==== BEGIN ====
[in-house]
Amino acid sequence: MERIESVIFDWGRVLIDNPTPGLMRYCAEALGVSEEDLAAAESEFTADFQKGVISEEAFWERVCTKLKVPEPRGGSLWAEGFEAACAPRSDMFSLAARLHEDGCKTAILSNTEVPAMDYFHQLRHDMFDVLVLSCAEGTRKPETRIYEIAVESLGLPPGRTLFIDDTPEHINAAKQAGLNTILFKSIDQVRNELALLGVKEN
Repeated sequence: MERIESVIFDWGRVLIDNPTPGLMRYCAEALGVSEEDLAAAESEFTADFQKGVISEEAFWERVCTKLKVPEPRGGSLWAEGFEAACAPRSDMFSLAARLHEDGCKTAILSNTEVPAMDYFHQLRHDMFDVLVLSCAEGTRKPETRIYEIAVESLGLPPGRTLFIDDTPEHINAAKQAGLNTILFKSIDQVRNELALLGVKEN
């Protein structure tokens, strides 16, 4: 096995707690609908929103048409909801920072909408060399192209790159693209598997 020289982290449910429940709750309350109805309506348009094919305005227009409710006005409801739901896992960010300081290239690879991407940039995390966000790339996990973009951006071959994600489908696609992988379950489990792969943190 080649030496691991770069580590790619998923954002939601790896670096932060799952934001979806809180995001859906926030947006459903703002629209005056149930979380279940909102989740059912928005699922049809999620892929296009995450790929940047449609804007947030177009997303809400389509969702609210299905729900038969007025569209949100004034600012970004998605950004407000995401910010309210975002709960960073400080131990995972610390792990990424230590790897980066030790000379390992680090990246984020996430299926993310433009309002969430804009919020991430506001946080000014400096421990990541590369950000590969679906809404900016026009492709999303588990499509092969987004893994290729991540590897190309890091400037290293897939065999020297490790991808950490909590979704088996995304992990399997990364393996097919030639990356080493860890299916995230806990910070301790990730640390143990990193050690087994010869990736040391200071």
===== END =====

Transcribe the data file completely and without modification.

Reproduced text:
[in-house]
Amino acid sequence: MERIESVIFDWGRVLIDNPTPGLMRYCAEALGVSEEDLAAAESEFTADFQKGVISEEAFWERVCTKLKVPEPRGGSLWAEGFEAACAPRSDMFSLAARLHEDGCKTAILSNTEVPAMDYFHQLRHDMFDVLVLSCAEGTRKPETRIYEIAVESLGLPPGRTLFIDDTPEHINAAKQAGLNTILFKSIDQVRNELALLGVKEN
Repeated sequence: MERIESVIFDWGRVLIDNPTPGLMRYCAEALGVSEEDLAAAESEFTADFQKGVISEEAFWERVCTKLKVPEPRGGSLWAEGFEAACAPRSDMFSLAARLHEDGCKTAILSNTEVPAMDYFHQLRHDMFDVLVLSCAEGTRKPETRIYEIAVESLGLPPGRTLFIDDTPEHINAAKQAGLNTILFKSIDQVRNELALLGVKEN
């Protein structure tokens, strides 16, 4: 096995707690609908929103048409909801920072909408060399192209790159693209598997 020289982290449910429940709750309350109805309506348009094919305005227009409710006005409801739901896992960010300081290239690879991407940039995390966000790339996990973009951006071959994600489908696609992988379950489990792969943190 080649030496691991770069580590790619998923954002939601790896670096932060799952934001979806809180995001859906926030947006459903703002629209005056149930979380279940909102989740059912928005699922049809999620892929296009995450790929940047449609804007947030177009997303809400389509969702609210299905729900038969007025569209949100004034600012970004998605950004407000995401910010309210975002709960960073400080131990995972610390792990990424230590790897980066030790000379390992680090990246984020996430299926993310433009309002969430804009919020991430506001946080000014400096421990990541590369950000590969679906809404900016026009492709999303588990499509092969987004893994290729991540590897190309890091400037290293897939065999020297490790991808950490909590979704088996995304992990399997990364393996097919030639990356080493860890299916995230806990910070301790990730640390143990990193050690087994010869990736040391200071």